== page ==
One year after Malwani tragedy: Families pick up the pieces
The Malwani police station is a few minutes away from the slums. The police admit their counselling sessions for those who survived the incident have proved to be futilemumbai Updated: Jun 16, 2016 12:32 IST
Although the death of 106 people after consuming spurious hooch in Malwani last year swung the police and excise department into action, it hasn’t dissuaded the local residents from consuming liquor.
One of them is Ramchandra Arijan, who works as a cleaner with the civic body and was among those hospitalised after drinking the poisonous concoction. “I don’t drink as much now. I ensure the liquor has government licence,” said Arijan. “He cannot stop drinking. He has just switched to country-made liquor,” said his sister. “There is a fight every day. Even after getting a new lease of life, he does not care enough,” said Arijan’s mother-in-law Jyoti Saket, who lost her husband to the tragedy.
A little away from Arijan’s house, the Kanojias are to come to terms with the loss of their sons Dinesh and Kamlesh. The family moved to Mumbai from Uttar Pradesh three decades ago. The duo worked at an incense stick workshop and a scrap-dealer’s warehouse. After their death, their father Ram Dular has set up a pan shop. Kamlesh’s widow Anita has started a makeshift tea-stall to add to the meagre family income. Dinesh’s wife Poonam works as house help. The future of their eight children seems bleak. “My sons did not drink hooch on a daily basis. That day [June 18, 2015], they went for a get-together with friends. Bhagwan ko hamare ghar se kisiko lena hi tha, ek ko toh baksh deta [God could have spared at least one life from our family],” said Ram Dular.
While the family got Rs2 lakh compensation, which they have invested for the children’s education, the major worry is the safety of the children. Theirs is the only house in the lane surrounded by workshops. Local residents complain of drug addicts strolling around, which is another issue after alcoholism. “We have enrolled the children to a school in Gujarat. They should not grow up here,” said Sonu, Dinesh’s mother.
“He gave his family more in his death than in life,” said a neighbour of Hari Kamani’s widow, referring to the Rs1 lakh compensation the family got after the tragedy.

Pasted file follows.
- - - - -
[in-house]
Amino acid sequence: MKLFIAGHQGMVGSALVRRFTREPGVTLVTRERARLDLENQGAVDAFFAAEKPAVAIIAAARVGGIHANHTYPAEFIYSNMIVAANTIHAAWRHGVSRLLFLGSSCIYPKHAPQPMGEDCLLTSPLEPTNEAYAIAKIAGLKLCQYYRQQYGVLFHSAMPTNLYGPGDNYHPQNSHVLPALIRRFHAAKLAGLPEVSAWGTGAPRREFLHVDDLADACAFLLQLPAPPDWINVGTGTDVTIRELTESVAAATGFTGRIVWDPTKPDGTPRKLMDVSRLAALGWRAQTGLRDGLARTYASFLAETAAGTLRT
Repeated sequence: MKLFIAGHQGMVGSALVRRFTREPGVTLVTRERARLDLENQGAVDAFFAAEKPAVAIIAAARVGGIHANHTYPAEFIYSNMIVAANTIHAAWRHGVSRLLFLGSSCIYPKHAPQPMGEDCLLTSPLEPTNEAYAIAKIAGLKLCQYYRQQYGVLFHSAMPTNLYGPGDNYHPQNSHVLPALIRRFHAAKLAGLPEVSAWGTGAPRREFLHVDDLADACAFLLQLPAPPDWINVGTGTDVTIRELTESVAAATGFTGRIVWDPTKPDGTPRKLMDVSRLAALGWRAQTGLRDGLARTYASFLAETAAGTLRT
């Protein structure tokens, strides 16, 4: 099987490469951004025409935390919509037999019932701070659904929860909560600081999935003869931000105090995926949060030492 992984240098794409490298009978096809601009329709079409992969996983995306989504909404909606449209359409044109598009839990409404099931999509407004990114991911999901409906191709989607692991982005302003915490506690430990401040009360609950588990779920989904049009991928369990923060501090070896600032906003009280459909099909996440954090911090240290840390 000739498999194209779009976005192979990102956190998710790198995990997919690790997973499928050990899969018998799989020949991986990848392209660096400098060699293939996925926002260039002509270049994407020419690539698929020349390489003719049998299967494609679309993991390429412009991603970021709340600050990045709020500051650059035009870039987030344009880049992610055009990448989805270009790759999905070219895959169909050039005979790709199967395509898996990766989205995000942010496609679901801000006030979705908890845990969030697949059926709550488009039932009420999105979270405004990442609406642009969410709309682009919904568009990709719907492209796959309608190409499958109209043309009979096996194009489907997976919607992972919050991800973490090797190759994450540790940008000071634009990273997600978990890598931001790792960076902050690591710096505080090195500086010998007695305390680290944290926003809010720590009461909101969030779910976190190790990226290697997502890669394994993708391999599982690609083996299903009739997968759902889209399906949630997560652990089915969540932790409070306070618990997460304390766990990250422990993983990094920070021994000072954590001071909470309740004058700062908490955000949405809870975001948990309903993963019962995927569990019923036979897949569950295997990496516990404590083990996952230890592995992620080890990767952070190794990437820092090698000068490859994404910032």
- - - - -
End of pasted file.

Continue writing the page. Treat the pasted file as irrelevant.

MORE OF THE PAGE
Several affected families have moved out of the slums, with most women taking up their husband’s jobs or working as house help.
Pinki Kamani is one of them. With her two-year-old son tied to her waist, Kamani works at five households in the area. She earns Rs3,000 a month, of which Rs1,000 goes for the house rent. “I have loaned half the compensation to an auto driver. The rest is in a bank. I need the money for my child’s future,” said Kamani.
Among the families of the victims lives Mainawati Mudaliyar, the mother of Mamata Rathod, who was arrested in the case for selling hooch. For other women from Rathodi, Mudaliyar is not the mother of an accused, she is just a neighbour who looks after her daughter’s children -- eight-year-old Rakesh and a five-year-old girl Preeti. Mudaliyar works for a clothes pin unit and earns Rs30 for every sack and is often helped by her neighbours in completing the assignment.
After Rathod’s arrest, Rakesh had to drop out of school. He has high fever, but Mudaliyar has little money to get him medicines.
The family of Raju Tapkar, another accused, lives in the same house, from where he was arrested. His son Satish, 18, lives there with his mother Madhavi, who is speech impaired. Satish collects scrap material from the area, while his mother does odd jobs.
The Malwani police station is a few minutes away from the slums. The police admit their counselling sessions for those who survived the incident have proved to be futile. Explaining the reason behind the failure, Airjan said, “While cleaning sewage, we have to get into filth. The alcohol allows us to do our job, which is impossible otherwise.”